Indian judge Dalveer Bhandari was re-elected to the International Court of Justice on Monday as the UN General Assembly rallied behind him in a show of force that made Britain  bow to the majority and withdraw its candidate.
 
read-more
Those with a resolve make a big difference to the society. They inspire others to make the best out of a bad situation, steer out of morass with fortitude. Insha Mushtaq, the teenage girl who was pelleted to complete blindness during 2016 emerged as a classic example of courage.
 
read-more
Tibetan spiritual leader the Dalai Lama on Sunday said India and China have "great potential" and they could work together at a "practical level".
 
read-more
This week a major United Nations gathering on climate change gets underway in Bonn, Germany.
 
read-more

Prime Minister Narendra Modi's efforts to build India's global appeal for investors seem to have finally yielded returns in terms of the country's performance in the World Bank&rsquo...

 
read-more
Column-image

Title: The People Next Door -The Curious History of India-Pakistan Relations; Author: T.C.A. Raghavan; Publisher: HarperCollins ; Pages: 361; Price: Rs 699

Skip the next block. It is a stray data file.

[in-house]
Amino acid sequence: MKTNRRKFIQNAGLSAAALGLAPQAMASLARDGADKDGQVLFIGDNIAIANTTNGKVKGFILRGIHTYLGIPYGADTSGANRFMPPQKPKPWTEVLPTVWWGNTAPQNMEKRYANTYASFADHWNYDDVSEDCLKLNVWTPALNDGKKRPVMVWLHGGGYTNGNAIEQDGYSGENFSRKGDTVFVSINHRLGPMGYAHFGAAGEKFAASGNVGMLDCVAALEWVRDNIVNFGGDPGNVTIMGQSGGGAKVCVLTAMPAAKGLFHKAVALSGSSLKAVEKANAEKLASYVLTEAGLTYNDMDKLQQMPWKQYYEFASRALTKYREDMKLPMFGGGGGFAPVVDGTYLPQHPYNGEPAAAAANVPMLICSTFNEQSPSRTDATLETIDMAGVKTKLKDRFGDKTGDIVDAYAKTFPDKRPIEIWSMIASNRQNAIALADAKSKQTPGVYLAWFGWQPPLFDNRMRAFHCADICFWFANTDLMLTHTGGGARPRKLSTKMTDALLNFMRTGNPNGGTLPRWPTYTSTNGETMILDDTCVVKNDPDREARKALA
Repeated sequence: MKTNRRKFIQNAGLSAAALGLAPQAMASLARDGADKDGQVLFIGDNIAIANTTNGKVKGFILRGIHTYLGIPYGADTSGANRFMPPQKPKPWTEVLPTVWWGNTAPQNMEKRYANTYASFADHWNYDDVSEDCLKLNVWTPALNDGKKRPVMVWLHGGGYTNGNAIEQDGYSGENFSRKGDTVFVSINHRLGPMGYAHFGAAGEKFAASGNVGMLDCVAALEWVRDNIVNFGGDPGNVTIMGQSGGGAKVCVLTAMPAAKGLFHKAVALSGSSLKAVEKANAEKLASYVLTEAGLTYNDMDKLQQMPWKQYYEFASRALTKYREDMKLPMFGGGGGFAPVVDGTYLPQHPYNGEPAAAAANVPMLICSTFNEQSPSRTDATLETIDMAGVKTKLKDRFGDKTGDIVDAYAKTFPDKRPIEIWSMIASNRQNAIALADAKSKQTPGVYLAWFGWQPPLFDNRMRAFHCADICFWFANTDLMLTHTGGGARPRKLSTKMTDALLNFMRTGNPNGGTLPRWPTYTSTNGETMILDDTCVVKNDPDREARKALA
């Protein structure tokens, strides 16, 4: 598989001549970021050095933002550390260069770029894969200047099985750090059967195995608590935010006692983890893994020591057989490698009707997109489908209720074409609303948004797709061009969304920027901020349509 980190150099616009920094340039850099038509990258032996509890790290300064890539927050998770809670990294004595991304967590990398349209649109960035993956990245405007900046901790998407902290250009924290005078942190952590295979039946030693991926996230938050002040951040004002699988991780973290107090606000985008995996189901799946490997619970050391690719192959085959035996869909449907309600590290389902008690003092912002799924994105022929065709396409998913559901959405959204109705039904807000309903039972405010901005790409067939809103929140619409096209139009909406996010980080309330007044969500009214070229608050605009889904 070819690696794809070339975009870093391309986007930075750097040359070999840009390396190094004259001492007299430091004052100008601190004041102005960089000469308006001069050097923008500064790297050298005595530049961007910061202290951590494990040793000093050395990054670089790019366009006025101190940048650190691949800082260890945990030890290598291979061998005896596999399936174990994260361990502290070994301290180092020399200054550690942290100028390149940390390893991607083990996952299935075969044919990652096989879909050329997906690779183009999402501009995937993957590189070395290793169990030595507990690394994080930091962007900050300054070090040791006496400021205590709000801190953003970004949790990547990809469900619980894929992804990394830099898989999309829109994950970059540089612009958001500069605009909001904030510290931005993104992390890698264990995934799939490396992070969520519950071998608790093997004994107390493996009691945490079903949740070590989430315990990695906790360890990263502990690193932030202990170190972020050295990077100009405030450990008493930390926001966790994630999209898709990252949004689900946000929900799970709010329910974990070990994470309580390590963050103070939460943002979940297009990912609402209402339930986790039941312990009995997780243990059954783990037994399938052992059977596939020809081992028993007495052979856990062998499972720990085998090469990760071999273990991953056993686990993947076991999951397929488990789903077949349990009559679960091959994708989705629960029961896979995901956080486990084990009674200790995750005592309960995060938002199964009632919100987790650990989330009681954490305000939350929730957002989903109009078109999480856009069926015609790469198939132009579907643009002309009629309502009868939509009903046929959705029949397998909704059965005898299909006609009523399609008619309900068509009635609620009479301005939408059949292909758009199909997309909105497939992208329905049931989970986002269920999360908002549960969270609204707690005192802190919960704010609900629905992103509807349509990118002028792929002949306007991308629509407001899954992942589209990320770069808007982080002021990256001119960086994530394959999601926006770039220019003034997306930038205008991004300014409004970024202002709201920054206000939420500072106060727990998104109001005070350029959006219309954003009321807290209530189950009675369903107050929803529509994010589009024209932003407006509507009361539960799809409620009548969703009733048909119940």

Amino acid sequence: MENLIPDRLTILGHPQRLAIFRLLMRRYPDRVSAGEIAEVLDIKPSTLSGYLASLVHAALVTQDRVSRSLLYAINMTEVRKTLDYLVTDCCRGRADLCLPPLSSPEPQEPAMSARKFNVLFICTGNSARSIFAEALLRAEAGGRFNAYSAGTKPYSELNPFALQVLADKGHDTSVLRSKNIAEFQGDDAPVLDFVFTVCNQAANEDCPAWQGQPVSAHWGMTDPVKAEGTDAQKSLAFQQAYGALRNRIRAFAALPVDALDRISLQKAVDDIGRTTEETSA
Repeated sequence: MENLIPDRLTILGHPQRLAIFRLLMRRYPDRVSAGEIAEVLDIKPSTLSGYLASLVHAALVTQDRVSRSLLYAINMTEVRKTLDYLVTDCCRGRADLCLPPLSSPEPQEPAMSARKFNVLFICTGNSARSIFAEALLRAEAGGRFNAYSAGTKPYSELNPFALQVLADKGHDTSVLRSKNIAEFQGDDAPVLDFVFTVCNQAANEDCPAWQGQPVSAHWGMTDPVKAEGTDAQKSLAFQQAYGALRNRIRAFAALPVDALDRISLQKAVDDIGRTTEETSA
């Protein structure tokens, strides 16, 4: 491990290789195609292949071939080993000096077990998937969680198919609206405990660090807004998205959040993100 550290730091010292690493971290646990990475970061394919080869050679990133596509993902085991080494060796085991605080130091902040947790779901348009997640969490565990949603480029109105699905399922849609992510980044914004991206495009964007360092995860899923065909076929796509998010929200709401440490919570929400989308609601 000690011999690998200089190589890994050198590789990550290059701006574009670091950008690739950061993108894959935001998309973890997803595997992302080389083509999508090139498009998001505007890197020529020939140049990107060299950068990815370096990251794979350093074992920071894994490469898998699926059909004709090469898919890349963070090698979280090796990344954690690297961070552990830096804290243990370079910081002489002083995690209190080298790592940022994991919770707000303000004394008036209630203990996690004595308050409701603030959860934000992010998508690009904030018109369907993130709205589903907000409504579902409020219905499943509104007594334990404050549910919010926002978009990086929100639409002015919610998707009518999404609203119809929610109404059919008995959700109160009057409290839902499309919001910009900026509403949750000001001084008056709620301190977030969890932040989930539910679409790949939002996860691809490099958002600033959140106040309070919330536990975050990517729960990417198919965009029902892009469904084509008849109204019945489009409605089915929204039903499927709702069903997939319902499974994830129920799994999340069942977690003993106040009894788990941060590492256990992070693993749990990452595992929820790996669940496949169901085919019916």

Column-image

Could the North Korean nuclear issue which is giving the world an anxious time due to presence of hotheads on each side, the invasion of Iraq and its toxic fallout, and above all, the arms race in the teeming but impoverished South Asian subcon...

 
Column-image

Title: A Bonsai Tree; Author: Narendra Luther; Publisher: Niyogi Books; Pages: 227 Many books have been written on India's partition but here is a firsthand account of the horror by a migrant from what is now Pakistan, who ...

 
Column-image

As talk of war and violence -- all that Mahatma Gandhi stood against -- gains prominence across the world, a Gandhian scholar has urged that the teachings of the apostle of non-violence be taken to the classroom.

 
Column-image

Interview with Hudson Institute’s Aparna Pande, whose book From Chanakya to Modi: Evolution of India’s Foreign Policy, was released on June 17.